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Publication

Chronic drought differentially alters the belowground microbiome of drought tolerant and drought susceptible genotypes of Pop...

Publication Type
Journal
Journal Name
Phytobiomes Journal
Publication Date
Page Number
1
Volume
1
Issue
1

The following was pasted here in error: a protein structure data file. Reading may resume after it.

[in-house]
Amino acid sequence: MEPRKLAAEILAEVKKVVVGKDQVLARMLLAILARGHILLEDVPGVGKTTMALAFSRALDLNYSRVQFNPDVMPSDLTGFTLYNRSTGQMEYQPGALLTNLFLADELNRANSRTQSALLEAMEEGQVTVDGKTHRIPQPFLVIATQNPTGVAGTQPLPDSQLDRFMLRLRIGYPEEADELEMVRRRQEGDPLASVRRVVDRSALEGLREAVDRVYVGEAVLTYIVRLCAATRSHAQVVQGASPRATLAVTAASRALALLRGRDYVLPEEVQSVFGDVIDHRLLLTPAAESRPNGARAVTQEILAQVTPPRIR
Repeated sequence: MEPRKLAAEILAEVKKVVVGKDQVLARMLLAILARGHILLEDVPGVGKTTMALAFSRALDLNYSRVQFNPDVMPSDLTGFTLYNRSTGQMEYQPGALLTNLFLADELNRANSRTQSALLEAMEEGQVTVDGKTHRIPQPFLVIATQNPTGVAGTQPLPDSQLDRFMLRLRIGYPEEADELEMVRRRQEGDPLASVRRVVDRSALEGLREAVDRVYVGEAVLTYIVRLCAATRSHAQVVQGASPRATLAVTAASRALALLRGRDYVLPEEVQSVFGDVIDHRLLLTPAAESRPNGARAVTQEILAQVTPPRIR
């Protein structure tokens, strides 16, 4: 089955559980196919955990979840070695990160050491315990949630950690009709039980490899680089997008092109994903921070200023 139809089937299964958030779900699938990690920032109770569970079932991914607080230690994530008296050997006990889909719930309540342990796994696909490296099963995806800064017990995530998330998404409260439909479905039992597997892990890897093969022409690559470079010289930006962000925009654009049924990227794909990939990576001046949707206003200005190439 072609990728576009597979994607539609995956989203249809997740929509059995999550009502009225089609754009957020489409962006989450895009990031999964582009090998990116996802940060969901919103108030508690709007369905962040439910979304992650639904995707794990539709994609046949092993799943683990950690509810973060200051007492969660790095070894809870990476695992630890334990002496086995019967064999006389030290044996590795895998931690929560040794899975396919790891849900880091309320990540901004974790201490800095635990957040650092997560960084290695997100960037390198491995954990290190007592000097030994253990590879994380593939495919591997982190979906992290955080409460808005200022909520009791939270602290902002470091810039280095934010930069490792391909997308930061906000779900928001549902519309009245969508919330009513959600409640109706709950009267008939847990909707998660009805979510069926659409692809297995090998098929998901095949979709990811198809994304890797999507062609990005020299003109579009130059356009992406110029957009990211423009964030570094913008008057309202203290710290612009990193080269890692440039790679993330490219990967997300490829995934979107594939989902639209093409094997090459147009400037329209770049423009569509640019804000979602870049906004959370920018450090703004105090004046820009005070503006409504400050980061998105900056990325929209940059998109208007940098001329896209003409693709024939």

Populus trichocarpa is an ecologically important tree species and economically important biofeedstock. Belowground, P. trichocarpa interacts with diverse microorganisms in the rhizosphere and root endosphere. These plant-microbial interactions can bolster a variety of plant processes, ranging from pathogen suppression to drought tolerance, yet we know little about the impact of chronic drought stress on P. trichocarpa’s belowground microbiomes. To investigate the interactive effect of chronic drought on belowground microbial communities across genetically different P. trichocarpa hosts, we assessed archaeal/bacterial and fungal communities within the root endosphere, rhizosphere, and surrounding bulk soil of selected genotypes in a long-term drought experiment in Boardman, OR, USA. We sequenced the 16S rRNA and ITS2 gene region on samples collected from 16 distinct P. trichocarpa genotypes in plots with full or reduced irrigation. Eight of these genotypes have been previously identified as drought tolerant while the other eight genotypes were drought susceptible. While reduced irrigation influenced the composition of every archaeal/bacterial microbiome compartment, fungal communities were only affected in the rhizosphere and bulk soil compartments. Drought-tolerant bacteria, such as Actinobacteria, were differentially abundant in reduced irrigation across all belowground microbiomes. Host drought-tolerance influenced plant-associated microbiome compartments but had little impact on the bulk soil compartment. Drought-tolerant trees were enriched for potential growth-promoting microorganisms in the root endosphere and rhizosphere, including Sphingomonas bacteria and ectomycorrhizal fungi. Overall, associations of growth-promoting microbes in drought resistant P. trichocarpa genotypes can be leveraged to improve biofeedstock productivity in regions prone to periodic drought.